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Standing And Start Techniques in Sprinting

by
author image Riana Rohmann
Riana Rohmann has been working for the Marine Corps doing physical training and writing fitness articles since 2008. She holds personal trainer and advanced health and fitness specialist certifications from the American Council on Exercise and a Bachelor of Science in kinesiology and exercise physiology from California State University-San Marcos.
Standing And Start Techniques in Sprinting
To achieve maximum velocity, you need a powerful start position. Photo Credit Milan Stojanovic/iStock/Getty Images

There are different starting techniques to give sprinters the most power into a sprint. The shorter the sprint, the faster they have to reach full speed. Longer races do not require such a powerful start because the runner needs to pace himself, and he has a greater amount of time in which to reach maximum velocity.

Full Standing Start

Athletes use the standing start for longer races because there is not the same urgency to power out immediately into the sprint as there is for the 40 to 400 yard races. Stand with your feet about shoulder-width apart with your more powerful leg just behind the starting line. Distribute most of your weight on the front leg. At “set," bend at the hips, but not all the way to the ground, and keep your head and chest up so that the spine is neutral. Keep your arms in opposition of your legs as they would be if you were running.

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Four Point Start

The four point start is the most commonly used one in sprinting. Start in a crouch position with your front knee over and both hands on the starting line. Place your back knee on the ground next to your front ankle. On the “set” extend both legs so that your hips are slightly higher than your shoulders. Lean your shoulders slightly over the starting line. Bend your front knee about 90 degrees and your back knee about 110 to 130 degrees. Distribute the majority of your body weight between your hands and front leg.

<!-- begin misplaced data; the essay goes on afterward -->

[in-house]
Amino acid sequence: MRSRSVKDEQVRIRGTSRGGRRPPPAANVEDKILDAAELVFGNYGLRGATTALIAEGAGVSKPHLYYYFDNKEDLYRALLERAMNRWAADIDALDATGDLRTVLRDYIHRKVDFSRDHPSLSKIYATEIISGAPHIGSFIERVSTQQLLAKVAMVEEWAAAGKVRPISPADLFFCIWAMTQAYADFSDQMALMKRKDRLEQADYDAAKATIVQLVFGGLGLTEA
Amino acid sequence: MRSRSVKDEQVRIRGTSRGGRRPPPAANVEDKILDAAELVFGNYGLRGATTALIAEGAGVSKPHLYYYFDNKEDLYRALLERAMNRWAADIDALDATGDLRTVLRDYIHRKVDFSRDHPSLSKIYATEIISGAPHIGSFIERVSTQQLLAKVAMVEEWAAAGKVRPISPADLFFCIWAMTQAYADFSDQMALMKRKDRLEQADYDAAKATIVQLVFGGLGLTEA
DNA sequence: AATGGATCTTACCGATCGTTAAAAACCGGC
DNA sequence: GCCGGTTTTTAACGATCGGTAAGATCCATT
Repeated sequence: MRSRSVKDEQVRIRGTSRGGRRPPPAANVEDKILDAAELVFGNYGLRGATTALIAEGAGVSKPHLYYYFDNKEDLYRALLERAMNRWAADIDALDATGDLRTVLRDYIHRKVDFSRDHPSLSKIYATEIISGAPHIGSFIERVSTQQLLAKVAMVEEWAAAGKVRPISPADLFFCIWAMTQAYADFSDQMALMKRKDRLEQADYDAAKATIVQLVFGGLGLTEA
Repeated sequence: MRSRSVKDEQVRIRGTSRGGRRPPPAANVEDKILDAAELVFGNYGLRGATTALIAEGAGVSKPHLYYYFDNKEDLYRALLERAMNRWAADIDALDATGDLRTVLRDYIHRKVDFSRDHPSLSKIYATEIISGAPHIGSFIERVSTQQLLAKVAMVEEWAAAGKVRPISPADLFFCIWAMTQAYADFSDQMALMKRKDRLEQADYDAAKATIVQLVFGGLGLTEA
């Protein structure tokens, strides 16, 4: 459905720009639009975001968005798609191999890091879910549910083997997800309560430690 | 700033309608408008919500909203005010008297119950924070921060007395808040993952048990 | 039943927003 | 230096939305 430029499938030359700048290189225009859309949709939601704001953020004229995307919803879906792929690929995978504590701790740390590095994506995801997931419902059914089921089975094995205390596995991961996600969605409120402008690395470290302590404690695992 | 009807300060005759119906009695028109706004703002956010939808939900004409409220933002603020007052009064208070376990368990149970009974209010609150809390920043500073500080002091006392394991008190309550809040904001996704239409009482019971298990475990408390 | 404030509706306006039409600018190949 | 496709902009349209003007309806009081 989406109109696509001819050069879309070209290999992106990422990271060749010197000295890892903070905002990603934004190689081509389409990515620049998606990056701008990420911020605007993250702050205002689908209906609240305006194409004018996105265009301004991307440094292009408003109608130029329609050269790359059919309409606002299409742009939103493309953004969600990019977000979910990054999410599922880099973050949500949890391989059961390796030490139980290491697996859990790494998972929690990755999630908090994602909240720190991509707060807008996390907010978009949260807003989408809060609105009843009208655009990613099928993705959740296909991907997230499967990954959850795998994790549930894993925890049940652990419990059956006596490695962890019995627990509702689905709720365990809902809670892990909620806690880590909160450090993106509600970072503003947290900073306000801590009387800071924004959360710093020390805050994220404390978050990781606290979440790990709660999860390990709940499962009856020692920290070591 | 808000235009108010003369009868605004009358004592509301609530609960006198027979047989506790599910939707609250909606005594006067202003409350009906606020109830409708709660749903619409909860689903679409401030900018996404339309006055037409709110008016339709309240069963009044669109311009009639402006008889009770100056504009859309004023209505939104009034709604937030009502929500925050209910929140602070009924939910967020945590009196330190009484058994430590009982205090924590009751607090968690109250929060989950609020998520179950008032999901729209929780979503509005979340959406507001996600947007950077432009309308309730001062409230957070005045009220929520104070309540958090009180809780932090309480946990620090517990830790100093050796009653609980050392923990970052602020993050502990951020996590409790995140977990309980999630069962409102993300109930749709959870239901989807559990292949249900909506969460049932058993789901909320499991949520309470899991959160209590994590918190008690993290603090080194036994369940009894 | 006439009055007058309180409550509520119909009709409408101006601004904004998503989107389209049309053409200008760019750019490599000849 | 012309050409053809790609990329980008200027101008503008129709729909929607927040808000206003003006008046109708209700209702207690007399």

Block Start

Athletes use blocks under their feet to avoid slipping during the first movement of the sprint. They also help the officials detect false starts. Athletes traditionally use blocks for sprints that are 400 m or less, so they can get as quick of a start as possible. The stance is similar to the four point stance; space the blocks so that the front leg is bent at 90 degrees and the back leg bent at 120 degrees.

Three Point Start

This start is similar to the four point start except only one arm is on the ground. Start with your strongest, most powerful leg in front, and same arm off the ground. For example, if you start with your left leg in front, then start with the left arm up as if doing a backward swing during your sprint. Your right fingers are on the ground with a small amount of weight on them. Keep the majority of your weight on your legs.

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